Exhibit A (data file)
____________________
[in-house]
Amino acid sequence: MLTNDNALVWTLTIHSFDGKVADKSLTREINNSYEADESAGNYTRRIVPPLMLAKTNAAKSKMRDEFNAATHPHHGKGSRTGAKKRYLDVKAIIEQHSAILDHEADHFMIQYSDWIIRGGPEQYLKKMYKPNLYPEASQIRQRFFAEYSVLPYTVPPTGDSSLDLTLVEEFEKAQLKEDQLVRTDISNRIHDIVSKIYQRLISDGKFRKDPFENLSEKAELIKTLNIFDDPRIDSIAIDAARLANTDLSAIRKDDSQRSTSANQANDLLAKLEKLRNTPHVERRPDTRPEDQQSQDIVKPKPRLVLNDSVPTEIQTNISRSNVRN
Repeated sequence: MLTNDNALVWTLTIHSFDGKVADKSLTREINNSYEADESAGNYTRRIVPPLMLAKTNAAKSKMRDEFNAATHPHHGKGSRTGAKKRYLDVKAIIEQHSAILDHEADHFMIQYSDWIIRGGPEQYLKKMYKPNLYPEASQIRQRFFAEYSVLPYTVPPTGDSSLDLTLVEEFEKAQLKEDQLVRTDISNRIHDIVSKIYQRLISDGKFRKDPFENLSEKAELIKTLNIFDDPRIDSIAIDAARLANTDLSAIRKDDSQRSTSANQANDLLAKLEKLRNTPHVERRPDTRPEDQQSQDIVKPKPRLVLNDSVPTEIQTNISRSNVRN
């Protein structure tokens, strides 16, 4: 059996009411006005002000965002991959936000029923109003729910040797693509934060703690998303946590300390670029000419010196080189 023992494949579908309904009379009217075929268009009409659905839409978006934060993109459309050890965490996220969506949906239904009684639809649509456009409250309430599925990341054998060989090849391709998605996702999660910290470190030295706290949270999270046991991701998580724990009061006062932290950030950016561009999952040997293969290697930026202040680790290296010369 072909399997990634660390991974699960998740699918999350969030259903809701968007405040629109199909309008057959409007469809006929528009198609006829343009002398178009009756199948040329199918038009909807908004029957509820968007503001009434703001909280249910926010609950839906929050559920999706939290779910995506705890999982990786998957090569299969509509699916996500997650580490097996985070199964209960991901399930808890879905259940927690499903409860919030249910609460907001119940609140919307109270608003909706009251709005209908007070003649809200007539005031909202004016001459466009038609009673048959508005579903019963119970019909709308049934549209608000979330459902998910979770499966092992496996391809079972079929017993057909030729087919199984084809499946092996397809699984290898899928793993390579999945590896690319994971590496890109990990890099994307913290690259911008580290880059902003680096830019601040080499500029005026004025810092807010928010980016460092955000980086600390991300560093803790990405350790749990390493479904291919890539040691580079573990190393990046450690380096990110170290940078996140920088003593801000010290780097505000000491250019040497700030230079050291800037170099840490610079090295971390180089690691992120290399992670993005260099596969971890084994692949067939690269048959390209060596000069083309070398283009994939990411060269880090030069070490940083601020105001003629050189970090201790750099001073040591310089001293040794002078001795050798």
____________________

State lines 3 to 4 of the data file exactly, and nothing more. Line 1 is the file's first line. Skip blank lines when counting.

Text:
Repeated sequence: MLTNDNALVWTLTIHSFDGKVADKSLTREINNSYEADESAGNYTRRIVPPLMLAKTNAAKSKMRDEFNAATHPHHGKGSRTGAKKRYLDVKAIIEQHSAILDHEADHFMIQYSDWIIRGGPEQYLKKMYKPNLYPEASQIRQRFFAEYSVLPYTVPPTGDSSLDLTLVEEFEKAQLKEDQLVRTDISNRIHDIVSKIYQRLISDGKFRKDPFENLSEKAELIKTLNIFDDPRIDSIAIDAARLANTDLSAIRKDDSQRSTSANQANDLLAKLEKLRNTPHVERRPDTRPEDQQSQDIVKPKPRLVLNDSVPTEIQTNISRSNVRN
């Protein structure tokens, strides 16, 4: 059996009411006005002000965002991959936000029923109003729910040797693509934060703690998303946590300390670029000419010196080189 023992494949579908309904009379009217075929268009009409659905839409978006934060993109459309050890965490996220969506949906239904009684639809649509456009409250309430599925990341054998060989090849391709998605996702999660910290470190030295706290949270999270046991991701998580724990009061006062932290950030950016561009999952040997293969290697930026202040680790290296010369 072909399997990634660390991974699960998740699918999350969030259903809701968007405040629109199909309008057959409007469809006929528009198609006829343009002398178009009756199948040329199918038009909807908004029957509820968007503001009434703001909280249910926010609950839906929050559920999706939290779910995506705890999982990786998957090569299969509509699916996500997650580490097996985070199964209960991901399930808890879905259940927690499903409860919030249910609460907001119940609140919307109270608003909706009251709005209908007070003649809200007539005031909202004016001459466009038609009673048959508005579903019963119970019909709308049934549209608000979330459902998910979770499966092992496996391809079972079929017993057909030729087919199984084809499946092996397809699984290898899928793993390579999945590896690319994971590496890109990990890099994307913290690259911008580290880059902003680096830019601040080499500029005026004025810092807010928010980016460092955000980086600390991300560093803790990405350790749990390493479904291919890539040691580079573990190393990046450690380096990110170290940078996140920088003593801000010290780097505000000491250019040497700030230079050291800037170099840490610079090295971390180089690691992120290399992670993005260099596969971890084994692949067939690269048959390209060596000069083309070398283009994939990411060269880090030069070490940083601020105001003629050189970090201790750099001073040591310089001293040794002078001795050798």